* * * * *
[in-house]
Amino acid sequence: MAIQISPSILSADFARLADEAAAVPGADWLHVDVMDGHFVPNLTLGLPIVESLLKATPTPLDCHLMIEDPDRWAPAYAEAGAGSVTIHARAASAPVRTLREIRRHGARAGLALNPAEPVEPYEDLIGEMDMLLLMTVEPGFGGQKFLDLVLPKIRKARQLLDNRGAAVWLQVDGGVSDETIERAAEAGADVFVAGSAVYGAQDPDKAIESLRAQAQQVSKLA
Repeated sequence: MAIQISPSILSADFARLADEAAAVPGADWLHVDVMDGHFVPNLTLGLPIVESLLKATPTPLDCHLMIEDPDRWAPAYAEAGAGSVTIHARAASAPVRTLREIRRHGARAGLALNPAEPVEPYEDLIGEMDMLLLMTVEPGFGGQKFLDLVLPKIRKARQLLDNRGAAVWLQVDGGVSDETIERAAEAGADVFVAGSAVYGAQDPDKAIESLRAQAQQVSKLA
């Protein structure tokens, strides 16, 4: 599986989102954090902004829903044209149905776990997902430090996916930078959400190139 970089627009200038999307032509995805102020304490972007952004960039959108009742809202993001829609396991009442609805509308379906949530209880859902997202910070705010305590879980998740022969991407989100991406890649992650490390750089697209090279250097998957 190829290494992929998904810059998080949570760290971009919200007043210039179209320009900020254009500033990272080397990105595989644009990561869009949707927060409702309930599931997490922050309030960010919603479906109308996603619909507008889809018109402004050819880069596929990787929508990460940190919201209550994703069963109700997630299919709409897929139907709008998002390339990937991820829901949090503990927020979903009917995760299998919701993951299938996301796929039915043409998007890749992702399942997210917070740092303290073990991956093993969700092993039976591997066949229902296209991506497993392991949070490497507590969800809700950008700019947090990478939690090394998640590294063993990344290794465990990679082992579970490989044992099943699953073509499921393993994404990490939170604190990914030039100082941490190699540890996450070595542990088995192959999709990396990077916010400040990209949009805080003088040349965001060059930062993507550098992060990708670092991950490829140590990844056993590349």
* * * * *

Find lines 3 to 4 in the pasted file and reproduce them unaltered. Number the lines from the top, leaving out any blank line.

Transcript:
Repeated sequence: MAIQISPSILSADFARLADEAAAVPGADWLHVDVMDGHFVPNLTLGLPIVESLLKATPTPLDCHLMIEDPDRWAPAYAEAGAGSVTIHARAASAPVRTLREIRRHGARAGLALNPAEPVEPYEDLIGEMDMLLLMTVEPGFGGQKFLDLVLPKIRKARQLLDNRGAAVWLQVDGGVSDETIERAAEAGADVFVAGSAVYGAQDPDKAIESLRAQAQQVSKLA
């Protein structure tokens, strides 16, 4: 599986989102954090902004829903044209149905776990997902430090996916930078959400190139 970089627009200038999307032509995805102020304490972007952004960039959108009742809202993001829609396991009442609805509308379906949530209880859902997202910070705010305590879980998740022969991407989100991406890649992650490390750089697209090279250097998957 190829290494992929998904810059998080949570760290971009919200007043210039179209320009900020254009500033990272080397990105595989644009990561869009949707927060409702309930599931997490922050309030960010919603479906109308996603619909507008889809018109402004050819880069596929990787929508990460940190919201209550994703069963109700997630299919709409897929139907709008998002390339990937991820829901949090503990927020979903009917995760299998919701993951299938996301796929039915043409998007890749992702399942997210917070740092303290073990991956093993969700092993039976591997066949229902296209991506497993392991949070490497507590969800809700950008700019947090990478939690090394998640590294063993990344290794465990990679082992579970490989044992099943699953073509499921393993994404990490939170604190990914030039100082941490190699540890996450070595542990088995192959999709990396990077916010400040990209949009805080003088040349965001060059930062993507550098992060990708670092991950490829140590990844056993590349």